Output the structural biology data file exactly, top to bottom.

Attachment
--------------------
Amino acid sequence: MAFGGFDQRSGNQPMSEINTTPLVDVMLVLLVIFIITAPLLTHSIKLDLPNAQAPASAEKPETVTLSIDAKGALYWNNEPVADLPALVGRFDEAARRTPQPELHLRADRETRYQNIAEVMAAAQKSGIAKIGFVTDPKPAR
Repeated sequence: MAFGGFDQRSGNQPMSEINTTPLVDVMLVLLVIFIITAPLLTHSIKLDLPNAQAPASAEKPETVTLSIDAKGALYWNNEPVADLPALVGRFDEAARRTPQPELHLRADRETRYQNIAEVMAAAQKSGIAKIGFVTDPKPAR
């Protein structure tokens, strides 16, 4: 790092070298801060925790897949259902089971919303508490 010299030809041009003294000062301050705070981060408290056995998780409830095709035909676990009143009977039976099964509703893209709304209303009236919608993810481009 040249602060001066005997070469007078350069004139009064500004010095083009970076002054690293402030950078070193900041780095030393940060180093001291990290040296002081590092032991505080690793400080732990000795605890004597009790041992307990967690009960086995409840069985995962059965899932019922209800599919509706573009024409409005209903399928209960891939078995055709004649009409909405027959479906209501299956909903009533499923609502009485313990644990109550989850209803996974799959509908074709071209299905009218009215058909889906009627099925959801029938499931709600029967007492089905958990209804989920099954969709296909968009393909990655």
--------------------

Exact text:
Amino acid sequence: MAFGGFDQRSGNQPMSEINTTPLVDVMLVLLVIFIITAPLLTHSIKLDLPNAQAPASAEKPETVTLSIDAKGALYWNNEPVADLPALVGRFDEAARRTPQPELHLRADRETRYQNIAEVMAAAQKSGIAKIGFVTDPKPAR
Repeated sequence: MAFGGFDQRSGNQPMSEINTTPLVDVMLVLLVIFIITAPLLTHSIKLDLPNAQAPASAEKPETVTLSIDAKGALYWNNEPVADLPALVGRFDEAARRTPQPELHLRADRETRYQNIAEVMAAAQKSGIAKIGFVTDPKPAR
């Protein structure tokens, strides 16, 4: 790092070298801060925790897949259902089971919303508490 010299030809041009003294000062301050705070981060408290056995998780409830095709035909676990009143009977039976099964509703893209709304209303009236919608993810481009 040249602060001066005997070469007078350069004139009064500004010095083009970076002054690293402030950078070193900041780095030393940060180093001291990290040296002081590092032991505080690793400080732990000795605890004597009790041992307990967690009960086995409840069985995962059965899932019922209800599919509706573009024409409005209903399928209960891939078995055709004649009409909405027959479906209501299956909903009533499923609502009485313990644990109550989850209803996974799959509908074709071209299905009218009215058909889906009627099925959801029938499931709600029967007492089905958990209804989920099954969709296909968009393909990655």